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Soon enough, White Shoes Johnson was spaghetti-leggin' it all over the end zone for the Houston Oilers. And long, tall, 6'8" Harold Carmichael was pretending to roll dice with his teammates every time he scored for the Philadelphia Eagles. "The funny thing was I never shot real craps in my life," says Carmichael, who may have had the strongest arm in football. "What I really wanted to do was fling the ball 100 yards into the other end zone. You know, an opposite-field spike."
All great inventors have been pariahs at one time or another, so honk if you've heard a coach say, "I don't like this silly celebrating in the end zone. The great ones always act like they've been there before" Yawn. That's easy to say if you're talking about Jimmy Brown, O.J. Simpson or Walter Payton. But how many of their 291 combined no-spike touchdowns are as memorable as Pittsburgh Steeler Dave Smith's TD spike against the Chiefs on a Monday night in 1971? O.K., so Smith caught the ball, broke into the clear and spiked on the seven-yard line, turning his touchdown into a touchback. Picky, picky.
Attention-wise, no end-zone provocateur made more out of his reserve's role than brazen Butch Johnson with his California Quake in the early '80s. Inspired by a rapturous young woman in the stands, whom he spotted waving and undulating her physique after his touchdown catch, Dallas's Johnson suddenly broke into his own shimmy-shake. "Some reporter asked if I had a name for my dance, that it looked like some kind of orgasm," Johnson says. "I figured I'd better get a name real fast." Johnson was from Los Angeles. To add some Texas flavor, he soon included drawing and shooting pistols to his repertoire—"I shot the defender, the official and later everybody in the stands," he says—and, helped by a professional choreographer, eventually turned his dance into a mini nightclub act.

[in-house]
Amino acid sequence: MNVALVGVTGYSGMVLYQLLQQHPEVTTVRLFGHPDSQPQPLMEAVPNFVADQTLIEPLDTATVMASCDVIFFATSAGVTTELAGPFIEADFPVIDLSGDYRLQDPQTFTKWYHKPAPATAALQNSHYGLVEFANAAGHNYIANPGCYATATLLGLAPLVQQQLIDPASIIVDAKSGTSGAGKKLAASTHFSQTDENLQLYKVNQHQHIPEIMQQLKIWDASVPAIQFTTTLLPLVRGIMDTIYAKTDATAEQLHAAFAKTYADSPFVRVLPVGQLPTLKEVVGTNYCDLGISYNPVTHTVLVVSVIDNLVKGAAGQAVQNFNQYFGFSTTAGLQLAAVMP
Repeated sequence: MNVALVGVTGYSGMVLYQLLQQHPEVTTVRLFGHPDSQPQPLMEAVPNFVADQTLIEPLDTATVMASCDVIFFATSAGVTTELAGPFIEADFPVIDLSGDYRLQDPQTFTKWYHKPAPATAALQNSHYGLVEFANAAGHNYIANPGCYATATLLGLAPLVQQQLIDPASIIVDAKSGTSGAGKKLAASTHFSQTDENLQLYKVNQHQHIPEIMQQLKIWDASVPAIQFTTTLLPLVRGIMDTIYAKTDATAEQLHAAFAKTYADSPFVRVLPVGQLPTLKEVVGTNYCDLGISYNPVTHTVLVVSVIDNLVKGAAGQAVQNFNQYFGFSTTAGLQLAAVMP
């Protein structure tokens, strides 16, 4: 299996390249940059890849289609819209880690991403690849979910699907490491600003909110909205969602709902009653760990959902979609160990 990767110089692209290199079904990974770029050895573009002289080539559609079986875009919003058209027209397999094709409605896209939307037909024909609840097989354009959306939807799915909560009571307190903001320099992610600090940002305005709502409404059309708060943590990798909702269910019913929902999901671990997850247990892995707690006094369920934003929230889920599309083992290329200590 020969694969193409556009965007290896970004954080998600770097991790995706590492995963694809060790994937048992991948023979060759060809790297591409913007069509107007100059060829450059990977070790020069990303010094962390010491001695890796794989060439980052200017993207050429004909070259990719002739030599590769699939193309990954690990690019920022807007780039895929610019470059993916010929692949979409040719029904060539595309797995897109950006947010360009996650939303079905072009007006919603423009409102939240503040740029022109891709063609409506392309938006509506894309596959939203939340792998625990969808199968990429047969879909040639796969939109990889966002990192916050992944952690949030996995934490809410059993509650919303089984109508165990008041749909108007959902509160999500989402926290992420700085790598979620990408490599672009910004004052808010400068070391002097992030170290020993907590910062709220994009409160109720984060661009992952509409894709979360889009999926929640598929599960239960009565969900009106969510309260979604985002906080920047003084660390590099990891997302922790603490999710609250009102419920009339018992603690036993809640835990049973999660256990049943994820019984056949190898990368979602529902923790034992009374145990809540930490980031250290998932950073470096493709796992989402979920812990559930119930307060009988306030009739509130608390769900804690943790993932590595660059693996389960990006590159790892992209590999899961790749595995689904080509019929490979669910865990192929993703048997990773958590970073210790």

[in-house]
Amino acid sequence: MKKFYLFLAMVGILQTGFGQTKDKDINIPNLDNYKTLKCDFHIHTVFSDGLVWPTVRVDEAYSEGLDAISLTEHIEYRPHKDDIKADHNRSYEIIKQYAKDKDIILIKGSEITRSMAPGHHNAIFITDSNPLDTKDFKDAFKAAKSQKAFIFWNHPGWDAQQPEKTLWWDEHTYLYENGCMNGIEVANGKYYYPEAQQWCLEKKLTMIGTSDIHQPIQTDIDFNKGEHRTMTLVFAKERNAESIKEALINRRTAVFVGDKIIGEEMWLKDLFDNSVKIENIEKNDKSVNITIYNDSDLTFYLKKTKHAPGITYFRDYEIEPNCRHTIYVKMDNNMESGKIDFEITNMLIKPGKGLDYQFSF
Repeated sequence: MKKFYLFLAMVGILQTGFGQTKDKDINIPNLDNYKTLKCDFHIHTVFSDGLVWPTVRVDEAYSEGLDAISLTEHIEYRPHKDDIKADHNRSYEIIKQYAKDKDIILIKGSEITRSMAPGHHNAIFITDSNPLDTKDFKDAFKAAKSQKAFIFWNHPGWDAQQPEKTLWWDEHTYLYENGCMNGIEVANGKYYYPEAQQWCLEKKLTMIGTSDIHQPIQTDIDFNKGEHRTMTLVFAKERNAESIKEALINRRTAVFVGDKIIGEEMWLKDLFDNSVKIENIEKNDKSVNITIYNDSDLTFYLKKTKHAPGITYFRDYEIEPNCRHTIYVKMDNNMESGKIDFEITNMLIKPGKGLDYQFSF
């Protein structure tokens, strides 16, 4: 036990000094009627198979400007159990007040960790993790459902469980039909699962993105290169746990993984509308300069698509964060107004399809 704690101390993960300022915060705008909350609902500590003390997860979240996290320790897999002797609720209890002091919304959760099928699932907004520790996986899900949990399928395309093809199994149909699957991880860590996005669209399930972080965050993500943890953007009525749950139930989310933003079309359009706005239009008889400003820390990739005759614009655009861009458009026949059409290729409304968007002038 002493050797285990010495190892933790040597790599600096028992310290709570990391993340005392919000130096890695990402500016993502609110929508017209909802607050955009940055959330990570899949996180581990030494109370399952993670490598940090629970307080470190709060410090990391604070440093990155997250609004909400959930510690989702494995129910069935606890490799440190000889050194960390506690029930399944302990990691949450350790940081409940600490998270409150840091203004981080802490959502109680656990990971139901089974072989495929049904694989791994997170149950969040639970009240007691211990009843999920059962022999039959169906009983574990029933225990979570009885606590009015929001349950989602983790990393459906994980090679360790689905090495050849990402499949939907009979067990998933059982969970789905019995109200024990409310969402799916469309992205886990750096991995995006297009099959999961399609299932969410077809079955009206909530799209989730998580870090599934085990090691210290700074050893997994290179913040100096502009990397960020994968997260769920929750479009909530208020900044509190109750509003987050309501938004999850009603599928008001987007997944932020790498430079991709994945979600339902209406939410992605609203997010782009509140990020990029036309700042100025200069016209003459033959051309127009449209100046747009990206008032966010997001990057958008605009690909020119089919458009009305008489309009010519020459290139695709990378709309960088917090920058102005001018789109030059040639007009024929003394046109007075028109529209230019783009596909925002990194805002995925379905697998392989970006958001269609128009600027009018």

Ah, progress. As long ago as 1983 the bell tolled for these pigskin prophets against protocol. In an early-season game at Shea Stadium, Ram offensive tackle Jackie Slater took exception to Gastineau's berserk prance following a quarterback sack. Slater shoved Gastineau from behind in middance, whereupon a bench-clearing brawl ensued and 37 players wound up being fined. Slater received a slew of congratulatory calls and letters from around the league and later was voted to the first of his six Pro Bowls in seven years. "Gastineau was a jerk. He tried to embarrass people," says Billy Ard of the Green Bay Packers. "As long as it's [celebrating and] not out to embarrass people, I don't see what's wrong with it. The league is like a communist government. What are they paranoid about?"
Perhaps mass death. In December '83, as the Washington Redskins' "Fun Bunch" of receivers gathered in the Dallas Cowboy end zone to scream and jump and cavort and slap five and otherwise re-create their usual Fun Bunch stuff after a touchdown catch by Art Monk, Dallas defensive backs Dennis Thurman and Michael Downs broke into the circle to announce a cancellation of the celebration, or words to that effect, which caused another near brawl.
In the final week of the '83 season, after Dolphin defensive end Mike Charles dropped Jet quarterback Richard Todd for a loss in a Miami blowout, Charles knelt in front of Todd and began raising and lowering his own quivering limbs in a mock attempt to levitate his victim. Hilarious, right? The Jets didn't think so. When Charles turned away, he was shoved from behind by Jet guard Marvin Powell, and then Todd fired the ball at the back of Charles's helmet.
Voilà! In 1984 came a new addition to the NFL Code of Conduct, which specifically outlawed "imitations of gunfighters...wild flailing of arms and legs...high-five circles in the end zone." At the time, supervisor of officials Art McNally said, "We took steps to prevent what could have been a very ugly situation. It was like a bomb waiting to go off."
The new rule resulted in only nine penalties in '84—for such things as spiking by a player other than the one who scored, and spinning the ball like a top. But the damage to the creators had been done. Washington's Otis Wonsley of the dead-as-a-doornail Fun Bunch remembers, "There wasn't any electricity. Without [the Fun Bunch] it's like we were playing with handcuffs on."
Johnson, traded to the Denver Broncos in that off-season, holstered his twin revolvers for good in favor of the Colorado Moonwalk. "They said you had to be spontaneous, couldn't duplicate," says Johnson, now a Denver businessman. "So I kept changing, from the moonwalk to a bullfighter to something else, anything. What the heck. I guess I was 10 years ahead of my time. If I hadn't become an entrepreneur, I'd still be in showbiz."
Show biz? The NFL? Wash out your mouth with soap, man.